Editor’s note: In honor of the University’s 225th anniversary, we will be sharing profiles throughout the academic year of some of the many Tar Heels who have left their heelprint on the campus, their communities, the state, the nation and the world.
Three-time Carolina graduate A. Craig Phillips dedicated his life to public education. He taught in public schools, became superintendent of schools in Winston-Salem and Charlotte and then served as state superintendent of public instruction for 20 years.
In the latter role, Phillips oversaw the integration of North Carolina’s schools. Also, under his watch, the General Assembly funded full-day kindergarten for 5-year-olds, established positions for a teacher’s aide in every kindergarten through third-grade classroom across the state and provided support for the $800 million Basic Education Program.
“Craig Phillips thought there was a solution to every problem somewhere if you just looked hard enough and worked hard enough,” William Self, a former dean of the UNC School of Education, once said.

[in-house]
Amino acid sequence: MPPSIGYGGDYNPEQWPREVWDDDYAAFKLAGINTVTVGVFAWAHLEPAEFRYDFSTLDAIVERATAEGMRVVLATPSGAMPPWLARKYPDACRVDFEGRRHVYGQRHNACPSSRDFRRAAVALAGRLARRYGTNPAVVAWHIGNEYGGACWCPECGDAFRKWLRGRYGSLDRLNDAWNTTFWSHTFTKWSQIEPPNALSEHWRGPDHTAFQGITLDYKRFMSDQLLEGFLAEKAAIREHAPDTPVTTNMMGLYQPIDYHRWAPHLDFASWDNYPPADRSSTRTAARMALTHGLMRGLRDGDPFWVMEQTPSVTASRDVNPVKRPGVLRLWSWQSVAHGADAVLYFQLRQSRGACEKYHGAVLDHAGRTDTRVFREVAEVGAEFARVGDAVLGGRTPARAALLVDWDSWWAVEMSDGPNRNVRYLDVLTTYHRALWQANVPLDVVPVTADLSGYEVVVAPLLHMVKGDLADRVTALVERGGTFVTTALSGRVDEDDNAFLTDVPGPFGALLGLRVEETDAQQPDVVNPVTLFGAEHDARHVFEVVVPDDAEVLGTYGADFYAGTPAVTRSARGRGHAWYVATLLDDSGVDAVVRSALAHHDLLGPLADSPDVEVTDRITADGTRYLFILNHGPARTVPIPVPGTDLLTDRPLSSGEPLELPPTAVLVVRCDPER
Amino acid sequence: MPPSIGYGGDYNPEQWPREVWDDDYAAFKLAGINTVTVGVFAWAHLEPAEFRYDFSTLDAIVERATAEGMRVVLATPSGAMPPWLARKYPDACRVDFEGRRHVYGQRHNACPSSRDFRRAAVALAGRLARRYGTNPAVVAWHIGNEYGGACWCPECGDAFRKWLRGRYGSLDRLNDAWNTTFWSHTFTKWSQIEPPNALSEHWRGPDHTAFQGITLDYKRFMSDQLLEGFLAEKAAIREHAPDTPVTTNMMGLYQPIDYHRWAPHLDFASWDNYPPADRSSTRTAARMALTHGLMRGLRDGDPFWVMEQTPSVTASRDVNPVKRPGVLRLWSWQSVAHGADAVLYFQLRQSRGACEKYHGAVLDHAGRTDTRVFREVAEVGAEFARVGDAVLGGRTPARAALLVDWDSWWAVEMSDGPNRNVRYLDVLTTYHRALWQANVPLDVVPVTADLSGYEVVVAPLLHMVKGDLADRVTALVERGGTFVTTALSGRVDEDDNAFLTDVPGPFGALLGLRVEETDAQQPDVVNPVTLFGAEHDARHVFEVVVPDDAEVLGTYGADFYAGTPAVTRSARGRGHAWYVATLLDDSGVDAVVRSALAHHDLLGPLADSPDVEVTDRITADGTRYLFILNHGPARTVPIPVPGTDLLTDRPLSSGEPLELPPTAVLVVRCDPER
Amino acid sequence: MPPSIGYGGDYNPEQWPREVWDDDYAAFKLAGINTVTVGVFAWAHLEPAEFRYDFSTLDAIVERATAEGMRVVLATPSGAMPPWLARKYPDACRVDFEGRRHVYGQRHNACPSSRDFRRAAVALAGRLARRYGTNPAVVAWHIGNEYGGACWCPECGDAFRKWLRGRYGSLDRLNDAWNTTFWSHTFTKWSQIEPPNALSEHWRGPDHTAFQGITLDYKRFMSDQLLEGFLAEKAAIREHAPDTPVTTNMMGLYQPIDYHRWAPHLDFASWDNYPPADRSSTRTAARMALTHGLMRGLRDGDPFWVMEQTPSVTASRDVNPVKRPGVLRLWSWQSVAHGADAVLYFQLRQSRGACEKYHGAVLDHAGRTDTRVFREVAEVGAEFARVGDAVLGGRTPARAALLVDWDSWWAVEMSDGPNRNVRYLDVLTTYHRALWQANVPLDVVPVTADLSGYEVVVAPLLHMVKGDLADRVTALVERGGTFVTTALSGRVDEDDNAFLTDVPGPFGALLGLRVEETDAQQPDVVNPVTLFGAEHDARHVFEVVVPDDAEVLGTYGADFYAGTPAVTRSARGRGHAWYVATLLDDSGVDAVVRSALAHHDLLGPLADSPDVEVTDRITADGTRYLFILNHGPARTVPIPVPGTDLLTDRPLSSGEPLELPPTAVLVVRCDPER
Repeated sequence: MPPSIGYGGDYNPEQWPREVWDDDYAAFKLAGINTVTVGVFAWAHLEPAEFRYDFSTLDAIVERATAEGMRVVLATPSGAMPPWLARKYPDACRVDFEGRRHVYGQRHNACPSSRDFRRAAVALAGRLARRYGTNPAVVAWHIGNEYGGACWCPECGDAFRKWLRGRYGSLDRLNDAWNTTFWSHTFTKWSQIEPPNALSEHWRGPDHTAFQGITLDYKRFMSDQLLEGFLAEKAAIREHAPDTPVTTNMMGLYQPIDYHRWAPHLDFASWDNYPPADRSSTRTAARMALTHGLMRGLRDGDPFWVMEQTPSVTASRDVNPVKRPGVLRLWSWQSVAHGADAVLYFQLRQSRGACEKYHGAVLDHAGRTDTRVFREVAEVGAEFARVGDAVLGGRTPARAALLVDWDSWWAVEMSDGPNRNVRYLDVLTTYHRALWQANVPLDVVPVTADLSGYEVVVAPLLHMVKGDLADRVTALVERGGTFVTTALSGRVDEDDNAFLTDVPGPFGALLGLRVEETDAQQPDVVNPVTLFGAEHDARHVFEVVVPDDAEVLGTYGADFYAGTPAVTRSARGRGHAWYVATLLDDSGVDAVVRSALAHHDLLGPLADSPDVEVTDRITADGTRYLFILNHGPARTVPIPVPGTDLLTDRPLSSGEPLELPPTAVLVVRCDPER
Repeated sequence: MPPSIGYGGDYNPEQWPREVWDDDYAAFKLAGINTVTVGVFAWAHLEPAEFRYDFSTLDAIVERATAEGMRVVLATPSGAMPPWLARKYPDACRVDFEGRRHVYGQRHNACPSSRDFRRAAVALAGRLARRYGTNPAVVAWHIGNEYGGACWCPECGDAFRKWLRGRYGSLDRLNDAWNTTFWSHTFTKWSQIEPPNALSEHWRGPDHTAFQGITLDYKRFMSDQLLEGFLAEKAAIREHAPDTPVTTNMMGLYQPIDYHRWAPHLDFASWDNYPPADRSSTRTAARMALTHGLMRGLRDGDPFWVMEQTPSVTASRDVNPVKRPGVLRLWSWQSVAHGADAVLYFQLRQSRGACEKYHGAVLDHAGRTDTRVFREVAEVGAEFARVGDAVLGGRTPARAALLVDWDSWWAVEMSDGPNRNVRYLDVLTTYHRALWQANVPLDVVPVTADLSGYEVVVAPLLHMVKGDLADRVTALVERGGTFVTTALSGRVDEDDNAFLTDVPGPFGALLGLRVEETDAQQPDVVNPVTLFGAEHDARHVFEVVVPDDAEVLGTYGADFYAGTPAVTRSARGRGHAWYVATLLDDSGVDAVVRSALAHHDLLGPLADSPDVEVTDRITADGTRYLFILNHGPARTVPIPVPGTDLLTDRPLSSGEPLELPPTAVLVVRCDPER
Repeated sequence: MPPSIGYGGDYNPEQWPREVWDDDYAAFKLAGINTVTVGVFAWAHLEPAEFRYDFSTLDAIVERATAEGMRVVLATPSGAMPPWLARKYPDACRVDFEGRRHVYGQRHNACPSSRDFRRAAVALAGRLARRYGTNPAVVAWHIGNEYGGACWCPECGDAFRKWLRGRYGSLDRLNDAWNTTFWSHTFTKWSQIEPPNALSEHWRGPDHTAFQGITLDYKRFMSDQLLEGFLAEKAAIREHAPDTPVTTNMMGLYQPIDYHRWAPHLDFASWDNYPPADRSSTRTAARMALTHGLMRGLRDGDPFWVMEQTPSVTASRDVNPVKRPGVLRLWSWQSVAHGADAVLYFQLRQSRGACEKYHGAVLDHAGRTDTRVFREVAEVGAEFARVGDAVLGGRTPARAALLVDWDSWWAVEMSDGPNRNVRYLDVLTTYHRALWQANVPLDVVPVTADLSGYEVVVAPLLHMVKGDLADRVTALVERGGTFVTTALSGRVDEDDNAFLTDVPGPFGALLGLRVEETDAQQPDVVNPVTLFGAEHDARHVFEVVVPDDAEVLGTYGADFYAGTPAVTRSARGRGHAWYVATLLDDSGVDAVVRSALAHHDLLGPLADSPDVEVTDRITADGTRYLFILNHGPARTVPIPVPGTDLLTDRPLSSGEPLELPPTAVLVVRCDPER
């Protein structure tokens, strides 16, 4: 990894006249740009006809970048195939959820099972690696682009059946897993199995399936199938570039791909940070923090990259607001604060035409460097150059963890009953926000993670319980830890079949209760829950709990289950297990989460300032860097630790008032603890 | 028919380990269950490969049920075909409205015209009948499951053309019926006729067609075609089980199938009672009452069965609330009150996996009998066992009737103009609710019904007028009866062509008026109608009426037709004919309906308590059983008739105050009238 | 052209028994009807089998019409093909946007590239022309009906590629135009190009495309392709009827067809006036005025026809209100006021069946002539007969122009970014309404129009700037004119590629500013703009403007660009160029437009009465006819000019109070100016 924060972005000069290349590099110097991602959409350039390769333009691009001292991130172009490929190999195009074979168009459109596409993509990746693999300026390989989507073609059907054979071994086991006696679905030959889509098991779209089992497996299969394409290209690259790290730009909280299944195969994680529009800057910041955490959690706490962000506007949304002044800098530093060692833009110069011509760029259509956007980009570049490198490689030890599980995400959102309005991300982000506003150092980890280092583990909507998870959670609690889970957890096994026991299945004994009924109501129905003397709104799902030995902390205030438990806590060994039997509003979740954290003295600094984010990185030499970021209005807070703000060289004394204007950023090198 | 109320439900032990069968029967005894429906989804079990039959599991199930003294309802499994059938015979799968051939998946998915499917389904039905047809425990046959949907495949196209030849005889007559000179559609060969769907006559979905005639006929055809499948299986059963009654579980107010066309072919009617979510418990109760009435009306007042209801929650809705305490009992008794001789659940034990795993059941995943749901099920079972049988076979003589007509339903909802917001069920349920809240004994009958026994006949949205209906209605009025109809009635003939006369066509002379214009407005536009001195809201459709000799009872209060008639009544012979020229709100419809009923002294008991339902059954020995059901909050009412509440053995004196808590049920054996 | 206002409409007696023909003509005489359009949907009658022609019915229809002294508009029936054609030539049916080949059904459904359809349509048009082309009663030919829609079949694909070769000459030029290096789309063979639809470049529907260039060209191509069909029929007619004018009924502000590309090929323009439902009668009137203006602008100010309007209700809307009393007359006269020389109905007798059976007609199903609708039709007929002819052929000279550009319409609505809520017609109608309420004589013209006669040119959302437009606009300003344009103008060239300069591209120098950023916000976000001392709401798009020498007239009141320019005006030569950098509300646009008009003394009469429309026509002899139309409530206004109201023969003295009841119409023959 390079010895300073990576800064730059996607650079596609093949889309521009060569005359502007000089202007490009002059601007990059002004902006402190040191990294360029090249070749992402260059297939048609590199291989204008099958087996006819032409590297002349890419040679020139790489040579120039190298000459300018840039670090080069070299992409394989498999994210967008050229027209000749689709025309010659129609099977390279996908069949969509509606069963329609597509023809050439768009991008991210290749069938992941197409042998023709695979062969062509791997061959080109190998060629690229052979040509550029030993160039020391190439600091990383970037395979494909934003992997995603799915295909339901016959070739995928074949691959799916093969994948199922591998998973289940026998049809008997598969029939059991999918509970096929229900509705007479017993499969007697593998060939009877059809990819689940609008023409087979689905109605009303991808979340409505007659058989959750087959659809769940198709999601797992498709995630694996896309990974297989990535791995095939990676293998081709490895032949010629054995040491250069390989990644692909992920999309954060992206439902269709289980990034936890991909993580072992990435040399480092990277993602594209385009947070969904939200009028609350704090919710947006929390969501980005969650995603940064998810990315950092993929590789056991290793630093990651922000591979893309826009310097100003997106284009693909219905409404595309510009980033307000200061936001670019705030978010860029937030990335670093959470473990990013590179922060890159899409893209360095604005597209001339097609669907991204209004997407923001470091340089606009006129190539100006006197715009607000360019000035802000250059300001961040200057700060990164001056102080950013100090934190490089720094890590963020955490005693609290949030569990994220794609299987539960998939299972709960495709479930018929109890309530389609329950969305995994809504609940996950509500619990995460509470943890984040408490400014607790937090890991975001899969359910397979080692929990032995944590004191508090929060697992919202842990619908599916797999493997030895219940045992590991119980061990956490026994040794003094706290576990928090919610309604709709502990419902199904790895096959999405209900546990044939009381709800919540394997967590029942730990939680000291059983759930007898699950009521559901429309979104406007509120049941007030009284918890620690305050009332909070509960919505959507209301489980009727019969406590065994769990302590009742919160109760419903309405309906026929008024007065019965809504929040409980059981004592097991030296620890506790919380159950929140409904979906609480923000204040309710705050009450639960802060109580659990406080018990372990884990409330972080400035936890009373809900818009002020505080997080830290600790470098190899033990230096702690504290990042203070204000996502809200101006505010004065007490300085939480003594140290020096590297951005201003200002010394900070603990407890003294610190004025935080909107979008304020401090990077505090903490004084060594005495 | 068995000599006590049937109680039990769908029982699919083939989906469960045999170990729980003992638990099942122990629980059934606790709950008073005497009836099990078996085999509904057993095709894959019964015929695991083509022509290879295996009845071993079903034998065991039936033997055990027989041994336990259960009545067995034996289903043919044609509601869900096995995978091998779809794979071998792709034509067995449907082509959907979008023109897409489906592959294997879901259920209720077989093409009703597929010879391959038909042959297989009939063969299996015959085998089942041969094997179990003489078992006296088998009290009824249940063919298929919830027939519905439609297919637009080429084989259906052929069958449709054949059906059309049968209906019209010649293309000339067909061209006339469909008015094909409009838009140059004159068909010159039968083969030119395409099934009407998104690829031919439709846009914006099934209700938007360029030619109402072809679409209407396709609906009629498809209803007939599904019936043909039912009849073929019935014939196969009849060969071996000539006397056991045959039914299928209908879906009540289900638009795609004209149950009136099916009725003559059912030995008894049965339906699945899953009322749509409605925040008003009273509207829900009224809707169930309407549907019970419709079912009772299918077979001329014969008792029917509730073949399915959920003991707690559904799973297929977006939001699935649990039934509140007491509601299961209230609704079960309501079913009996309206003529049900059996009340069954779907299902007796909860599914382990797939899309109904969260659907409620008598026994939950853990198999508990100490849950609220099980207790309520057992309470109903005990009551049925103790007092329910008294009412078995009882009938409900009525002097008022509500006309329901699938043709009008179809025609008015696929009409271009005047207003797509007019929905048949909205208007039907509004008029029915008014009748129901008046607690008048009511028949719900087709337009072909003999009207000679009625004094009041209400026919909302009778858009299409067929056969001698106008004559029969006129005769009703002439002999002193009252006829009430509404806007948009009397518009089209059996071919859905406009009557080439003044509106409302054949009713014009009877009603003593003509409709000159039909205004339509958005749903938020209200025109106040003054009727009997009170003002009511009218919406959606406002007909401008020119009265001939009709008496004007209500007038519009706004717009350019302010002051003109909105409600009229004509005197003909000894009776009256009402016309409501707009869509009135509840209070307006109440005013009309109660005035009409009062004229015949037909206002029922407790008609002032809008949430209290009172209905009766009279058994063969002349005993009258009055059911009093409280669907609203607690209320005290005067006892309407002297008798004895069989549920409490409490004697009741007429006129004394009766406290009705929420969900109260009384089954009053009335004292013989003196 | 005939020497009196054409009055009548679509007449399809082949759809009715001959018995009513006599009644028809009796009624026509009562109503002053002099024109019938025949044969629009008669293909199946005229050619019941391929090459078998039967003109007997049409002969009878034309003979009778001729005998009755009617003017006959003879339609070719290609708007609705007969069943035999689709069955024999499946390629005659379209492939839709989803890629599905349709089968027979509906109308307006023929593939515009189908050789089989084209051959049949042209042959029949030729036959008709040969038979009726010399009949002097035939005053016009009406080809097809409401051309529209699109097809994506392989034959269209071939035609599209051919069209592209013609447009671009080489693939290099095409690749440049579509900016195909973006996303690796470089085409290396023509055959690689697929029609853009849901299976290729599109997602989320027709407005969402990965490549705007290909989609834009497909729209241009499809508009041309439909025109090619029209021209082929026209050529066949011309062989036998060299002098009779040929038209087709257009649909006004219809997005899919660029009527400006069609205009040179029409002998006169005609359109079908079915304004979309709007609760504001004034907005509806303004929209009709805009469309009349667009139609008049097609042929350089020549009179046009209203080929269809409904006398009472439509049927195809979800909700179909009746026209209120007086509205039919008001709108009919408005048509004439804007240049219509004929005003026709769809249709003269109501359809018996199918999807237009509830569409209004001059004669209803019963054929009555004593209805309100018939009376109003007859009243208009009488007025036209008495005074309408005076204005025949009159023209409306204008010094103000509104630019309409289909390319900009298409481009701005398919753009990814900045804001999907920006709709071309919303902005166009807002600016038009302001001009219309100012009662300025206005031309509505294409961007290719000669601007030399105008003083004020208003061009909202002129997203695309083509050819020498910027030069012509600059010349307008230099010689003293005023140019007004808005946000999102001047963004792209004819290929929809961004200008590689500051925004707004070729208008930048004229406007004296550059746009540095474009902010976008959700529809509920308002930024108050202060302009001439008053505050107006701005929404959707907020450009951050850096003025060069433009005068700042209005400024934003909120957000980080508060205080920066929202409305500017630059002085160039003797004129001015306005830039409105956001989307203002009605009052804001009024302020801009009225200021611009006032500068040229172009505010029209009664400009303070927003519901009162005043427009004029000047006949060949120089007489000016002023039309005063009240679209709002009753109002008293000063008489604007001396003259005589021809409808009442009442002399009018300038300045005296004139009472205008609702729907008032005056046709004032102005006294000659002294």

In 2003, Phillips received the School of Education’s Distinguished Leadership Award. In accepting his award, Phillips recalled a favorite poem by an unknown author that states: “Schools are what men [and women] make them,” adding that we all share the responsibility, “to make greater the place where [we] cast [our] lot.”
Phillips earned his bachelor’s, master’s and doctoral degrees in education at Carolina.
Phillips died in Wilmington when he was 88, after battling Parkinson’s disease. Named in his honor, the A. Craig Phillips North Carolina Superintendent of the Year award is given out each year by the North Carolina Association of School Administrators and the North Carolina School Boards Association.